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Alpaca vs Cashmere: What's the difference and how to care

If you are looking for a natural fiber that is soft, warm, and luxurious, you might be wondering whether to choose alpaca or cashmere. Both of these fibers are considered high-end and available in CH Cashmere yarn list. They are all have many fans around the world. But what are the main differences between them, and which one suits your needs better? In this blog post, we will compare alpaca and cashmere in terms of their origin, quality, characteristics, and price. We will also give you some tips on how to care for these delicate fibers.


Alpaca fiber comes from alpacas, which are domesticated animals that belong to the camelid family. They are native to South America, especially Peru, where they have been bred for thousands of years for their fleece. Alpacas are sheared once a year, usually in spring, and their fleece is sorted into different grades according to its fineness and color. Alpaca fiber can range from white to black, with many shades of brown, gray, and beige in between.

Cashmere fiber comes from cashmere goats, which are also domesticated animals that originate from Asia. They are mainly found in China, Mongolia. Cashmere goats have a double coat: a coarse outer layer and a fine undercoat. The undercoat is what produces cashmere fiber, which is collected by combing or shearing the goats during their molting season. Cashmere fiber is usually white or cream-colored, but it can also be dyed into different colors.


Both alpaca and cashmere are considered luxury fibers because of their softness, warmth, and rarity. However, they have different qualities that make them suitable for different purposes.

Alpaca fiber is known for its excellent insulation properties. It can keep you warm in cold weather and cool in hot weather, thanks to its hollow structure that traps air inside. Alpaca fiber is also durable, water-resistant, hypoallergenic, and resistant to pilling and shrinking. It has a natural luster and a smooth texture that feels silky on the skin.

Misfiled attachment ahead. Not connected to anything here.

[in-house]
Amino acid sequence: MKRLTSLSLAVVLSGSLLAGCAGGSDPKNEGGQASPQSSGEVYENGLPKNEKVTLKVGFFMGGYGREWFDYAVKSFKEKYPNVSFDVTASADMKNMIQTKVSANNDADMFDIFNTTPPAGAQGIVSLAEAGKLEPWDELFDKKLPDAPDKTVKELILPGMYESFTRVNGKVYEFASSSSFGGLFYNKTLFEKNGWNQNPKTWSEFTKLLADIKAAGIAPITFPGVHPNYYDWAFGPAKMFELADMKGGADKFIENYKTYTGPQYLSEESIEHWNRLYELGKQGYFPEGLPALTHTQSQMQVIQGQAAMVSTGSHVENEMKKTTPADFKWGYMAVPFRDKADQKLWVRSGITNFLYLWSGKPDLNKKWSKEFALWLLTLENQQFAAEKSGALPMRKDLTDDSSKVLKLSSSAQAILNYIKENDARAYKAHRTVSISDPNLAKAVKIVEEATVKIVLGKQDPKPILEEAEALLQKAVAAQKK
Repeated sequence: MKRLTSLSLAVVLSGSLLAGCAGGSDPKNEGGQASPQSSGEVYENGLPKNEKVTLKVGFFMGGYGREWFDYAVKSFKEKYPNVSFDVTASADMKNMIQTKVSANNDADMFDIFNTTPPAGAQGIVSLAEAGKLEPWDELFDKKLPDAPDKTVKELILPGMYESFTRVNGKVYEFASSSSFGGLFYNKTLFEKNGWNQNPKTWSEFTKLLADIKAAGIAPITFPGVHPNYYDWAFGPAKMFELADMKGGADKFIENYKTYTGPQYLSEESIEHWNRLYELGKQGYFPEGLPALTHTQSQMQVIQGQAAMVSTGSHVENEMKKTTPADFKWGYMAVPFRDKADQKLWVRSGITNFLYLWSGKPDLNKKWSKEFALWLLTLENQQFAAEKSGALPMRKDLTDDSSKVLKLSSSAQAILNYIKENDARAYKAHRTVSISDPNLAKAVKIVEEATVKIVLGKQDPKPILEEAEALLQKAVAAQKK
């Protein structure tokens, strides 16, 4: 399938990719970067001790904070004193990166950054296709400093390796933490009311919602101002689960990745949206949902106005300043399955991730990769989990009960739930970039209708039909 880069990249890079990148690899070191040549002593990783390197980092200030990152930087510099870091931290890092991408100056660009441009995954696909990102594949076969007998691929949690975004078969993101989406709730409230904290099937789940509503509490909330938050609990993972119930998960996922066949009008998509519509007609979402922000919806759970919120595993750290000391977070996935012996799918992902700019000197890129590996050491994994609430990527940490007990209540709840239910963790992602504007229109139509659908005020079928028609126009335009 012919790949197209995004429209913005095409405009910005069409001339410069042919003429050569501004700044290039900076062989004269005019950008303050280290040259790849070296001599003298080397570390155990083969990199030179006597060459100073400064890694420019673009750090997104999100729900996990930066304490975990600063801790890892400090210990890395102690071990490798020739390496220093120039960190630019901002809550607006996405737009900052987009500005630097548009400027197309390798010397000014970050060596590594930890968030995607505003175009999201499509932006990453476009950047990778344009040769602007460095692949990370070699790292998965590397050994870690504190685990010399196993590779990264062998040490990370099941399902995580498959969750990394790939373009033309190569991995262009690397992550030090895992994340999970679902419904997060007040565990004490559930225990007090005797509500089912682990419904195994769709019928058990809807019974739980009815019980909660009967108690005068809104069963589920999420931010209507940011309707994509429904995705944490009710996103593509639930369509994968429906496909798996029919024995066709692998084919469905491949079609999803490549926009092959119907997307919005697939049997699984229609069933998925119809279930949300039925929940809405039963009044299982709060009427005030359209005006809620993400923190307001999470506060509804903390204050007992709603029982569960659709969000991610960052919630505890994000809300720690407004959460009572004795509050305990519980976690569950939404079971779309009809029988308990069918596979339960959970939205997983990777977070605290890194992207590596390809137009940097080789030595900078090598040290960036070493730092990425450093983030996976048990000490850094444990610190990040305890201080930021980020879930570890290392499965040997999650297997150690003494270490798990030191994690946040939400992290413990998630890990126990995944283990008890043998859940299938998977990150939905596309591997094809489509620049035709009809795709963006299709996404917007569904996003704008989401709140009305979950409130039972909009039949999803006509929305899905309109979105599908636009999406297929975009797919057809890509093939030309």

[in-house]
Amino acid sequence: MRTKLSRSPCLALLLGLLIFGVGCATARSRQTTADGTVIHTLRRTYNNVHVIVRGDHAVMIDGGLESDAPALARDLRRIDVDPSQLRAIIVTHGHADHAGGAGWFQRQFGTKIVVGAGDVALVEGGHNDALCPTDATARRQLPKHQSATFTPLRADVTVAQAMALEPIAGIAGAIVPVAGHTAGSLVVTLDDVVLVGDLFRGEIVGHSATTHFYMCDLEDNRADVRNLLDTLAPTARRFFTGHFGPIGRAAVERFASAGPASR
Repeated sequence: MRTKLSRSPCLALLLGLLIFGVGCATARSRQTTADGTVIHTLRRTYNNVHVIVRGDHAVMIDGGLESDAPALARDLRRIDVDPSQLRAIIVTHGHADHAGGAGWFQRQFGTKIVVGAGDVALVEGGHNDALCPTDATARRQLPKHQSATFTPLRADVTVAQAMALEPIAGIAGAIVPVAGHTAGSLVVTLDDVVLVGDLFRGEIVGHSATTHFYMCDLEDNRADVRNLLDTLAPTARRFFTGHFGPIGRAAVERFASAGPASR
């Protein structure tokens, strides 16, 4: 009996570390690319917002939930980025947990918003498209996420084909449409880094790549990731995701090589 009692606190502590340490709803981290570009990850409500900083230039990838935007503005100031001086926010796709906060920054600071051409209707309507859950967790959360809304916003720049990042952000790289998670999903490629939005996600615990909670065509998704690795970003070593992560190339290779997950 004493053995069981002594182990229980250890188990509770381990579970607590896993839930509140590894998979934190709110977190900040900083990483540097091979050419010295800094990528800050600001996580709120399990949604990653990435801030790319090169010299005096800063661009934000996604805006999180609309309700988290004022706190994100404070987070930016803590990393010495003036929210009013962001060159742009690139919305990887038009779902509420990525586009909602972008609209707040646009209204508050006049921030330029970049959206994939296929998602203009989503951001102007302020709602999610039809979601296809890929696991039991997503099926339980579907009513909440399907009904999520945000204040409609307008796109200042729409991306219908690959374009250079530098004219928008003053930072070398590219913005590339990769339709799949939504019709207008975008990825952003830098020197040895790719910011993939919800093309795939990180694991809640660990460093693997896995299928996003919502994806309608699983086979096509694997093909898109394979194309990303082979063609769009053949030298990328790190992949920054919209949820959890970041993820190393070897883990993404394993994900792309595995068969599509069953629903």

Cashmere fiber is known for its supreme softness and lightness. It is one of the finest natural fibers available, with a diameter of less than 19 microns. Cashmere fiber is also very warm and cozy, as it has a high crimp that creates air pockets that retain heat. Cashmere fiber is also breathable, moisture-wicking, and drapes well. It has a matte finish and a fluffy texture that feels like a cloud.


Alpaca and cashmere have different characteristics that affect their appearance, feel, and performance.

Alpaca fiber has a longer staple length than cashmere fiber, which means it has fewer ends that stick out and create fuzziness. Alpaca fiber also has more scales on its surface than cashmere fiber, which gives it more grip and elasticity. Alpaca fiber can be spun into different types of yarns, such as worsted or woolen, depending on the desired effect.

Cashmere fiber has a shorter staple length than alpaca fiber, which means it has more ends that create more loft and softness. Cashmere fiber also has fewer scales on its surface than alpaca fiber, which gives it more slip and drape. Cashmere fiber is usually spun into fine yarns that have a high twist to prevent them from breaking or pilling.


Alpaca and cashmere are both expensive fibers compared to other natural fibers such as wool or cotton. However, cashmere is usually more expensive than alpaca because of its higher demand and lower supply. Cashmere production is limited by the number of cashmere goats available and the amount of fiber they produce each year. Alpaca production is more abundant and sustainable because alpacas can adapt to different climates and environments.

The price of alpaca and cashmere products also depends on other factors such as the quality of the fiber, the design of the product, the brand name of the producer or retailer, and the market conditions at the time of purchase.


Alpaca and cashmere products require special care to maintain their quality and appearance.

Alpaca products should be hand-washed in cold water with mild soap or shampoo. They should be gently squeezed or rolled in a towel to remove excess water and laid flat to dry away from direct heat or sunlight. They should not be wrung out or twisted as this can damage the fibers. They should also be stored in a cool and dry place with moth repellents.

Cashmere products should also be hand-washed in cold water. You can find the detailed care tips of cashmere in CH Cashmere Blog


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